“What goes up, comes down” is usually a good motto when prices start to reach for the skies. As the great investor Bob Farrell noted in his 10 Rules, they usually go further than you think. But they don’t then correct by going sideways.
The charts showing US lumber prices, China coal prices and the Baltic Dry shipping index confirm his insight this year:
- The Baltic Dry shipping index was an early break-out as ports became congested and sailing times lengthened
- It was around 1000 a year ago, and then accelerated to peak at 5650 last month – and has since nearly halved
- Then there was China’s coal price, which moved up slowly till June and then accelerated
- It was around $50 a year ago, but then jumped from $150 in May to $270 in October – and is now $150 again
- Plus there was US lumber, which was $600 a year ago before rushing up to $1700 in May
- But today, it is back at $600 again today and seemingly in a new downtrend
Another of Farrell’s rules is also relevant. He suggested that corrections are much more sudden than the initial rise. And he noted that prices would end up returning to the mean.
This suggests the Baltic Dry, coal and lumber prices all have another 50% to fall.
The problem is twofold:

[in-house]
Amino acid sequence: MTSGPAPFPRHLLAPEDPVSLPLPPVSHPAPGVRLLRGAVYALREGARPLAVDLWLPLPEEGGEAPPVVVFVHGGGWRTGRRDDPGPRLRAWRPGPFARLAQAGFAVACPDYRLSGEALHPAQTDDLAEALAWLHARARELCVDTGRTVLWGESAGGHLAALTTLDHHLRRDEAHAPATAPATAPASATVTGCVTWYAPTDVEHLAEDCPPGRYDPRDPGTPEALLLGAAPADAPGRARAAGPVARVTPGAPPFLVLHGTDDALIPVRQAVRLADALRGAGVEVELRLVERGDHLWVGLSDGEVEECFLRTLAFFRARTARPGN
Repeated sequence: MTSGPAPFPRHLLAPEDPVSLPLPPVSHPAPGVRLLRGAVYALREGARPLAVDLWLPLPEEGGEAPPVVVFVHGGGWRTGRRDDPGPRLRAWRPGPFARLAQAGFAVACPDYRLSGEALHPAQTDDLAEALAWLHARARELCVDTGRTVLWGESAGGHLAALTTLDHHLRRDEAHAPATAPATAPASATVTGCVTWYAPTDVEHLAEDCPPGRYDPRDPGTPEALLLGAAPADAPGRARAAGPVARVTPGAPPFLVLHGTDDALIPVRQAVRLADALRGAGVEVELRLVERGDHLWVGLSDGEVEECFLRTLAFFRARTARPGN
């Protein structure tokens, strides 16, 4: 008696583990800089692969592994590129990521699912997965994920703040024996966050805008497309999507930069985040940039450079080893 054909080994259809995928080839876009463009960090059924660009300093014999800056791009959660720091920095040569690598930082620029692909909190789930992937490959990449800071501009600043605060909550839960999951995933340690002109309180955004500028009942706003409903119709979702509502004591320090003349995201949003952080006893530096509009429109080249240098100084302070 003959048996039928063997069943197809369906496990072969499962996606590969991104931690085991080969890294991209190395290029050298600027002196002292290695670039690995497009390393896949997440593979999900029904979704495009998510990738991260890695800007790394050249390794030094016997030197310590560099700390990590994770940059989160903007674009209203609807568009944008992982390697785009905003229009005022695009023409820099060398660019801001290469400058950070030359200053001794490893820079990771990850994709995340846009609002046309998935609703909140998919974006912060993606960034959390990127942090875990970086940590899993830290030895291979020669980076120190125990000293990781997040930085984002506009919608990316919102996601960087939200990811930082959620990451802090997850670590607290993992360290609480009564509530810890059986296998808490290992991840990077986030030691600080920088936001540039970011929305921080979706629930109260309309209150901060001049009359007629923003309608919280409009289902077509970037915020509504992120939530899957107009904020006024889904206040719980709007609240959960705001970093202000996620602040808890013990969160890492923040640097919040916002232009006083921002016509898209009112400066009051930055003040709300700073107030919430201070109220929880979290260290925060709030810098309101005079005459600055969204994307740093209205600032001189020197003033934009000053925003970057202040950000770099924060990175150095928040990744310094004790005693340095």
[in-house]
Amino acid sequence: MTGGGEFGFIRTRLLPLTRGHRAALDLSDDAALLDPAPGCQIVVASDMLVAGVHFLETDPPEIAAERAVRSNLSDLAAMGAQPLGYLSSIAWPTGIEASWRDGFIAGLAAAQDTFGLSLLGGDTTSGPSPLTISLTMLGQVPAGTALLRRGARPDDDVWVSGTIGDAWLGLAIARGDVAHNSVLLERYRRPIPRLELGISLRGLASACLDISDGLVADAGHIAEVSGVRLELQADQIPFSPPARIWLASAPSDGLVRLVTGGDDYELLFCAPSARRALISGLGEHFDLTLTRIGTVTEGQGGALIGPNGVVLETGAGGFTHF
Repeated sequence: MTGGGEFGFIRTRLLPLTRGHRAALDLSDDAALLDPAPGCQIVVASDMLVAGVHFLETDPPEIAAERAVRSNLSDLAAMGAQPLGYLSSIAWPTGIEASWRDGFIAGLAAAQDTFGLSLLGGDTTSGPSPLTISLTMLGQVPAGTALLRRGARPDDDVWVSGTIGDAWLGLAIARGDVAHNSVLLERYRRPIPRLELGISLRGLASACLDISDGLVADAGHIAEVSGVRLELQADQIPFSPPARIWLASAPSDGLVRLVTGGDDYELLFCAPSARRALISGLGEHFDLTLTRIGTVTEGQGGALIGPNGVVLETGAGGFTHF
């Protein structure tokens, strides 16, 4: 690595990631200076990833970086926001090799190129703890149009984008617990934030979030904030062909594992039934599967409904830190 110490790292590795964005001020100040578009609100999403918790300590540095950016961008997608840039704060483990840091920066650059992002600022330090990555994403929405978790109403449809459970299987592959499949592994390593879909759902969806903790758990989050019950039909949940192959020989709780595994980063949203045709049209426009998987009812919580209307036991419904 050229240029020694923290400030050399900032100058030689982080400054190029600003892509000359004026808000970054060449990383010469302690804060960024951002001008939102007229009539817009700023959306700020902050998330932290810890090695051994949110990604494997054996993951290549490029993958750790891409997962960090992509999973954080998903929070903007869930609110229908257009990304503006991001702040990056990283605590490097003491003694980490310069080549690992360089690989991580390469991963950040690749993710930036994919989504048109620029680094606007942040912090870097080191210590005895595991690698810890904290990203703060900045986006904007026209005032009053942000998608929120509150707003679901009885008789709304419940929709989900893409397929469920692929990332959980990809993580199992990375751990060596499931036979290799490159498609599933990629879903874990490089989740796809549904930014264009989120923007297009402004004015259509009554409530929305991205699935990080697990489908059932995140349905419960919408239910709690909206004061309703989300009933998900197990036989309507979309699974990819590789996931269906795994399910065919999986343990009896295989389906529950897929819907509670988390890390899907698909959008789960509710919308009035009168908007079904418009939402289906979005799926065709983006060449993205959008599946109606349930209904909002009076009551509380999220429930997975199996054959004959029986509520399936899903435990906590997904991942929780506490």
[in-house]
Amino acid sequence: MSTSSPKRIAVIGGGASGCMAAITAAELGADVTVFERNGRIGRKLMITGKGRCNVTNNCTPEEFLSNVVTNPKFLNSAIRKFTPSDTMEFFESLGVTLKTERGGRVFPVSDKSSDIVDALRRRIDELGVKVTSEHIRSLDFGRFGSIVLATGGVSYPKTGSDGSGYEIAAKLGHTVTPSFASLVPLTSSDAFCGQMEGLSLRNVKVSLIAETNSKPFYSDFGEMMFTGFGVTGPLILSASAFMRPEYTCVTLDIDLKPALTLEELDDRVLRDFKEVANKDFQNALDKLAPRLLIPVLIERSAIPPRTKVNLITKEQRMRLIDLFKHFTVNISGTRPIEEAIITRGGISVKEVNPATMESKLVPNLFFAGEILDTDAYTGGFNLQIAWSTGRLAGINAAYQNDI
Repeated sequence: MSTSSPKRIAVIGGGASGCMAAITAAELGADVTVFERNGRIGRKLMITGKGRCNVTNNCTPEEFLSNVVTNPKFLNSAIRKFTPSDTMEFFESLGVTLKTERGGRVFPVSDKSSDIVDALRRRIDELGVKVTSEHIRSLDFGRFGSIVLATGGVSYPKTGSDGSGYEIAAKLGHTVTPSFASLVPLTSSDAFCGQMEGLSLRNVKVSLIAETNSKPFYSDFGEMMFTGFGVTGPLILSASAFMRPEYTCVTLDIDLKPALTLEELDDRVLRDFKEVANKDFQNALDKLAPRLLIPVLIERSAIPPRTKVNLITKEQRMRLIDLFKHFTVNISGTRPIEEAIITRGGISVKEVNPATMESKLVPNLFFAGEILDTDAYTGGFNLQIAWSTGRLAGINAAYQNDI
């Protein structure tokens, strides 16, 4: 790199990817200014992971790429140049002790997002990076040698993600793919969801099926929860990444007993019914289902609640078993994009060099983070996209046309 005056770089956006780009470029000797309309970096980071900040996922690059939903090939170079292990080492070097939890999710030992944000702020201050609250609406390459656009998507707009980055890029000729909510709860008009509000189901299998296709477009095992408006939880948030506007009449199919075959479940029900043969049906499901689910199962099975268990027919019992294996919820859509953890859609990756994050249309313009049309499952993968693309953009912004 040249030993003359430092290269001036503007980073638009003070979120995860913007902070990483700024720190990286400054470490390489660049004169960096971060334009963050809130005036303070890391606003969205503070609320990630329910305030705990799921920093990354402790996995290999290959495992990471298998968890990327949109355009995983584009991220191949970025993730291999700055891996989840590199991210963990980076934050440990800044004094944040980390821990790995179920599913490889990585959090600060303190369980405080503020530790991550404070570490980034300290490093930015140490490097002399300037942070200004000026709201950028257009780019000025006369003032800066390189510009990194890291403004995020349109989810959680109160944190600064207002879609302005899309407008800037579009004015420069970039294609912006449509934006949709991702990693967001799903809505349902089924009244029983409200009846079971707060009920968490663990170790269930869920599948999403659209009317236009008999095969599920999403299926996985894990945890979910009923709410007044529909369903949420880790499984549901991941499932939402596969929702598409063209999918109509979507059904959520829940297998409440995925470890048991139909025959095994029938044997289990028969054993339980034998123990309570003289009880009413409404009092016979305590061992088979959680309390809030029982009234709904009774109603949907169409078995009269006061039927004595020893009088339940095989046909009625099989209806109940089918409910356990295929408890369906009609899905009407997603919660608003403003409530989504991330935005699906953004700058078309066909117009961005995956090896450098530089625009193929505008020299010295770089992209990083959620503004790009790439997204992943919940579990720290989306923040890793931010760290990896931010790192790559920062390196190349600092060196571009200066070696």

- Higher prices destroy demand by making the product unaffordable and encouraging substitution
- They also have knock-on impacts into policy, leading people to worry inflation might take off
We can see both of these impacts taking place today. Twitter’s CEO, Jack Dorsey, has even warned of likely “hyperinflation” where consumer prices could rise 50% per month. Central banks are also starting to increase interest rates as prices rise.
The problem is that they all assume that these higher prices for key global markets are due to higher demand. But clearly, they weren’t – as otherwise prices wouldn’t have collapsed again, and so quickly.
Crude oil prices are likely to follow the same path. Brent prices have risen four-fold from $20/bbl to $80/bbl since March last year.
More importantly, as the chart shows, they have risen from costing around 1% of global GDP to 3% today. Essentially, this acts as a major tax increase for consumers – who have to drive to work, act as a taxi service for the kids etc.
So consumers will naturally start to cut back their spending – just at the moment when policymakers have decided they need to raise interest rates to combat their dreaded inflation. So demand will be hit two ways:
- Consumers will reduce discretionary spending on everything they don’t actually need to buy today
- They will then reduce it even more, as higher interest rates makes mortgages, car loans etc more expensive
There is why history tells us the 3% of GDP level is so critical. It has always led to a recession in the past – with just one exception. This was in the 2010s, when central banks launched their $36tn of stimulus programmes after the financial crisis.
But they are unlikely to be able to do this again. The main impact, after all, was only to create major asset price bubbles in stock and housing markets – and in obscure assets such as art markets.
Recession may therefore create a double whammy. Stock and house prices will also likely follow Farrell’s rules. They rose a lot more than anyone expected, and are unlikely to correct by going sideways. And in the end, they will return to the historical mean.